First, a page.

6 reasons to walk the Gower Peninsula
By Alex Greenwood
The Gower has a lot to offer the hiker: beaches, ruins, rugged coastline, charming coastal settlements, and miles of dramatic walking. We are passionate fans of the area and think that there are many reasons to visit – here are just six of the myriad of things you will discover if you take to the trail:
An Area of Outstanding Natural Beauty
The Gower was designated as the UK’s first Area of Outstanding Natural Beauty in 1956 for its classic limestone coast and the variety of its natural habitats. Packing a punch over its compact 188sq km, the AONB is renowned for its rich and diverse landscapes.
Gower’s scenery ranges from fragile dune and salt marsh in the north to the dramatic limestone cliffs along the south coast, intercut by sand beaches. Inland, the hills of Cefn Bryn and Rhossili Down dominate the landscape of traditional small fields, wooded valleys and open commons.
National Nature Reserves and Sites of Special Scientific Interest
Over 30% of the Gower is National Nature Reserve or a Site of Special Scientific Interest. While immersing yourself in the area’s five nature reserves, you can also immerse yourself in the ancient history of the Gower Peninsula.
There are at least 1200 archaeological sites including caves, Iron Age forts, medieval castles, churches, a lighthouse and 19th Century parks. In fact, the western part of the AONB is included in the Register of Landscapes of Outstanding Historic Interest in Wales, for the rich evidence of a long sequence of land use and occupation from the prehistoric to industrial periods. This includes a surviving medieval open field system known as the Vile, near Rhossili.
The most spectacular beaches
The Gower is home to the UK’s most beautiful beaches (arguably, of course). The beaches of Gower really do take some beating. There are over 30 unspoilt beaches and coves on the peninsula. Grey seals are a common sight and porpoises and dolphins are regularly spotted.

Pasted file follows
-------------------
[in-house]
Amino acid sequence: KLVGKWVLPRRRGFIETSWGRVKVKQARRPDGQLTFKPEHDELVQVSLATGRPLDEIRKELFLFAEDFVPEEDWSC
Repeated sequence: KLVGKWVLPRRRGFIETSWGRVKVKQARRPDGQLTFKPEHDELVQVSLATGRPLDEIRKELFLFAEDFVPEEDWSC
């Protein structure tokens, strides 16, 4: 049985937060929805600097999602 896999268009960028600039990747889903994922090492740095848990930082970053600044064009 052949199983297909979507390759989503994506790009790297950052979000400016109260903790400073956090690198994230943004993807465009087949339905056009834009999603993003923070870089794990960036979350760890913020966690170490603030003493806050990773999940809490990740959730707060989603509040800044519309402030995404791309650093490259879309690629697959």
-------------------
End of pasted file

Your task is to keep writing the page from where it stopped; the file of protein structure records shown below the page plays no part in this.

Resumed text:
Entitled ‘The Supermodel of All Beaches’ by the Independent, Rhossili Bay (pictured above) has received accolades aplenty over the last decade. It has been voted into the top ten of beaches in the UK for the last eight years, in the top four beaches in Britain for the last four years and is currently the 11th best beach in Europe (TripAdvisor, Travellers’ Choice Awards).
Other very notable beaches in the Gower include: Llangennith, Oxwich Bay and Three Cliffs Bay beach.
The drama of Worm’s Head
Worm’s Head has been declared a Welsh national icon and you’ll discover this dramatic promontory on day 3 or 4 of our itineraries. The 45 miles of the Gower Peninsula are considered to be some of the most beautiful sections of the Wales Coast Path. It’s fair to say that its coastline has frequently been described as ‘stunning’, ‘dramatic’ and ‘jaw-dropping’ over the years and Worm’s Head is definitely considered the jewel in the crown.
Worm’s Head is actually a narrow, tidal island, joined by a causeway to a promontory on the south side of Rhossili Bay, and it forms the westernmost point of the Gower Peninsula. Not only will you get incredible coastal views over Rhossili Bay but porpoises and dolphins are frequent visitors too.
The beloved Mumbles of Swansea
Walking along the cosy and cosmopolitan The Mumbles is a fitting end to a wonderful Welsh experience. One of Dylan Thomas’ many stamping grounds and a well-loved area of Swansea, steeped in history and tradition. There’s a Lighthouse built in 1794, a Mumbles Brewery (try their ‘Mumbles Mile’ and ‘Mumbles Gold’) and a Victorian Pier which serves a delicious cream tea. Oystermouth Castle is also well worth a visit, sitting on a hilltop with fabulous views overlooking the sea.
Don’t miss the Lovespoon Gallery, the original specialists offering the largest collection of lovespoon designs from Wales’ best lovespoon carvers and the Gower Gallery, which boasts a continually changing selection of paintings, ceramics, sculptures, and limited edition Giclee prints. Much of the work is inspired by the beautiful coastline of Gower with paintings of iconic views such as Langland, Three Cliffs, Caswell, Oxwich and Rhossili Bay.
Traditional Welsh Dishes of the Gower
The whole route offers an exceptional opportunity to try traditional Welsh dishes. The Gower has an exploding foodie reputation in an area already rich with traditional food such as Laverbread (or as Richard Burton called it, Welshman’s Caviar), Salt Marsh Lamb and Penclawdd Cockles and plenty of freshly caught seafood.
As you’ll know with any Mickledore itinerary, we’ve already scouted all the best restaurants and cafes for you to enjoy. There’s some really lovely ones too, with outdoor seating and sweeping sea views, so get ready to enjoy Welsh rarebit made with Gower Gold ale, and pots of cockles with cheese, bacon and laverbread (not bread but seaweed) and why not try some freshly seeded oysters from Mumbles Bay. We’re also rather partial to Wobbly Bottom Cheeses if you spot any of their delicious goat cheese on sale!